As mentioned in my last article, Do not make this mistake when choosing your corporate gifts, fresh out of university, I landed my first job as a marketing assistant at a high-end sales organization. Our client profile was very specific – CEOs, partners and key decision makers all with unique business needs that our company could fill. Or, sadly, any one of our competitors could fill.
After speaking extensively to our sales team, I learned that they felt confident in making the sale if they could make it past the gate keeper. Unfortunately, the gatekeepers had highly honed skills in repelling cold calls and visits.
Armed with the knowledge that gatekeepers were a major barrier (translation: thorn-in-the-side) of our sales people, I was determined to look for an opportunity to address this problem, despite the fact that my junior status and short time with company did not allow for me to have much say in the direction of our marketing strategy.
My opportunity did come, just a couple of months later. I was tasked with finding unique and creative holiday gifts for our clients and would-be clients, and then presenting a few options to my manager and her manager. Not an insurmountable task, especially considering that several staff members jokingly told me that it really didn’t matter what items I picked, they would be a major improvement over the previous year’s fiasco (read more about that here).
After doing my research, I nervously presented options for gifts and also recipients. It went something along the lines of, “For the last decade we’ve spent X amount of dollars on card and gift buying for potential clients each and every holiday season. I would like to suggest taking a different tact this year. I’m convinced that it will not only cost us less money but also help us gain better access to our recipient list…” Yes, I did practice my presentation in the mirror the night before, if you’re wondering.
Of course I suggested that we purchase holiday gifts for the gatekeepers as opposed to our clients. I appealed for my boss to imagine how much good will it would generate among gatekeepers, who are handing off our competitor’s expensive gifts that their bosses likely care little for, when suddenly there is a gift, accompanied with a hand written note, just for them! I presented gift options, all of which were items that could be kept on a desk year round, and looked at when our sales people requested an appointment. I followed with the suggestion that, if we were determined to give gifts to the decision makers, why not wait until after the holiday season? Why offer one gift basket in a sea of gift baskets when you could be the only company to send golf balls and tees when the grass is green?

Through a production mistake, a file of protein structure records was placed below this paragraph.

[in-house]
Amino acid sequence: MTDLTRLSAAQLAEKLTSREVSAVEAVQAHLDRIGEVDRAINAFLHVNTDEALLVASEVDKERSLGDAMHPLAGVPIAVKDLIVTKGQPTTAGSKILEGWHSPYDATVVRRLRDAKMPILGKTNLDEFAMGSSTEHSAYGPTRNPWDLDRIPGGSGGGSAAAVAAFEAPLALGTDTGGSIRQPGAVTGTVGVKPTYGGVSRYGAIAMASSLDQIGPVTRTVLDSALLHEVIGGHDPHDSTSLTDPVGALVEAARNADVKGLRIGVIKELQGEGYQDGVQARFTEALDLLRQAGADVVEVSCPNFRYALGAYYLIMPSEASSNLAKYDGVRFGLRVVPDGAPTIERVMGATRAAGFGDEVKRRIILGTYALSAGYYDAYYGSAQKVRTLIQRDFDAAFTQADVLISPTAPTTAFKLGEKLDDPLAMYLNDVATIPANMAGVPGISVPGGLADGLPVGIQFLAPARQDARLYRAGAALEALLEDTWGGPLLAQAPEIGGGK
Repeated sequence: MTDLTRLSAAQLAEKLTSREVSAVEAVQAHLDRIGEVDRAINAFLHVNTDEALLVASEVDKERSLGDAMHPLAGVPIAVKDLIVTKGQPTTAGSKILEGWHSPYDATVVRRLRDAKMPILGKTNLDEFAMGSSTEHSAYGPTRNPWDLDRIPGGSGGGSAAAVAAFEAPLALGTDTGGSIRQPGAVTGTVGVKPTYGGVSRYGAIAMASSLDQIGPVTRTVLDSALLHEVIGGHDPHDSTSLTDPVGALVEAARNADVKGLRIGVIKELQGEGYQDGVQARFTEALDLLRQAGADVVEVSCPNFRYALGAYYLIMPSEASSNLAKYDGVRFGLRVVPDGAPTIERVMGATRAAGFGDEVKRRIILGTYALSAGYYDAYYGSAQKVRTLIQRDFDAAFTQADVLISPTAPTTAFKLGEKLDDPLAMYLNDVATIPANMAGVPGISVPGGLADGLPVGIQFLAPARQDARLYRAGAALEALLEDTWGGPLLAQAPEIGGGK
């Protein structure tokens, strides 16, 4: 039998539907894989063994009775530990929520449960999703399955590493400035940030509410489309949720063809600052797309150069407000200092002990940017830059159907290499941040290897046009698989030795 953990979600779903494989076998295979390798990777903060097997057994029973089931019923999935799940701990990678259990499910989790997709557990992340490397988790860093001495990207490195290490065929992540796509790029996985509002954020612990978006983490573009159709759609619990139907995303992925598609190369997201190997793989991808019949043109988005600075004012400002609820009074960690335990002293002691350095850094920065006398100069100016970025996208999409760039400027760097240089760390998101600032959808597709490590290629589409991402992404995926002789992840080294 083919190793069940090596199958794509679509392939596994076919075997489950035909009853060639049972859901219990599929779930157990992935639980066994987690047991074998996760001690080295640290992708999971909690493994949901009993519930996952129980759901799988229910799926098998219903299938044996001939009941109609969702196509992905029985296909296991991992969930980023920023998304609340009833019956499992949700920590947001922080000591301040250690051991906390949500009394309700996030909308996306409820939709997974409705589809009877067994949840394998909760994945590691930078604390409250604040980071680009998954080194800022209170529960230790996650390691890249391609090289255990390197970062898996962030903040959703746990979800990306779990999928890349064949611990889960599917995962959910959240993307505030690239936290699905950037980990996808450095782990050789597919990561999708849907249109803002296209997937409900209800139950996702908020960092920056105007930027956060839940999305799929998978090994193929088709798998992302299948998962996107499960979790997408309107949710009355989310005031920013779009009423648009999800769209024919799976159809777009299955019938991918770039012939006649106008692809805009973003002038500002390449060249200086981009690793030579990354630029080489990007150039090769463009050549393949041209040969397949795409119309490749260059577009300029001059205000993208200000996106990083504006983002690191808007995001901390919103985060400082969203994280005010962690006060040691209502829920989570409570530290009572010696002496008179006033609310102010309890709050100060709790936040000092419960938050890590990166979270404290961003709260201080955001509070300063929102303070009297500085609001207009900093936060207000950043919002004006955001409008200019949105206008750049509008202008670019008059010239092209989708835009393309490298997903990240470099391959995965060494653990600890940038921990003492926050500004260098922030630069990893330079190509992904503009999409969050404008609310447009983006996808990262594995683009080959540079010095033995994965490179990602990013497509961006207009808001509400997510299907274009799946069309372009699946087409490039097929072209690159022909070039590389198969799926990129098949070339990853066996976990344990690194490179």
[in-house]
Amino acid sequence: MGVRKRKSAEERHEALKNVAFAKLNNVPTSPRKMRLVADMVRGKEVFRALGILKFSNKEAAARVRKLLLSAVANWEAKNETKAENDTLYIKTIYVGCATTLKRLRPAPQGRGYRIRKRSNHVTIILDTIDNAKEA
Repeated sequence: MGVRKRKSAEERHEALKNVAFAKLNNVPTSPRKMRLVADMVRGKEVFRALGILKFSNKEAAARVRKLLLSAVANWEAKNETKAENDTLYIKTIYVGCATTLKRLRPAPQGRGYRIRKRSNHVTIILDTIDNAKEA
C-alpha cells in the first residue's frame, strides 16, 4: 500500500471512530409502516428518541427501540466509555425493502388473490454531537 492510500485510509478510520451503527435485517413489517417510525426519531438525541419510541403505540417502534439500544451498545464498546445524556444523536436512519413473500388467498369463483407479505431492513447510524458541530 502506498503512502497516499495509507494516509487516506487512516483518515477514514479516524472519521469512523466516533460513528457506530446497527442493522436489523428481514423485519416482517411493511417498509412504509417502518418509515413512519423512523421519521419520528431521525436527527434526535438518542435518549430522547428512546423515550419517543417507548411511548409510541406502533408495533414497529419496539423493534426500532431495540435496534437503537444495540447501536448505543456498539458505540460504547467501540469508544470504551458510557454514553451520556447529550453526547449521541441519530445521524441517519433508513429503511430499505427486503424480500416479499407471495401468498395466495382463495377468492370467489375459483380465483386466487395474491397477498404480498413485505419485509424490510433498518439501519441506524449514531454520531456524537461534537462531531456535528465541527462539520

My bosses were hesitant at first. After all, gifting is expected during the holiday…isn’t it?
In the end they decided to give it a try. And guess what? We actually had a few gate keepers calling us! We received thank you’s from receptionists, executive assistants and office managers. We followed up with those who didn’t contact us to ensure that they received their gifts and wish them a happy holiday. Our salespeople then followed up. The outcome was staggering. We had a huge increase in appointments throughout the next year, allowing our sales people to do what they do best – sell!
The moral of the story is, it’s not just what you give but to whom you give. And sometimes a little creative thinking can go a long way in accomplishing your goals.
Next week, I will talk about how a mistake with our holiday party planning led to reducing employee stress while saving our small business money. This advice is easily transferable to virtually any entrepreneur planning to throw a holiday party or two so please tune in!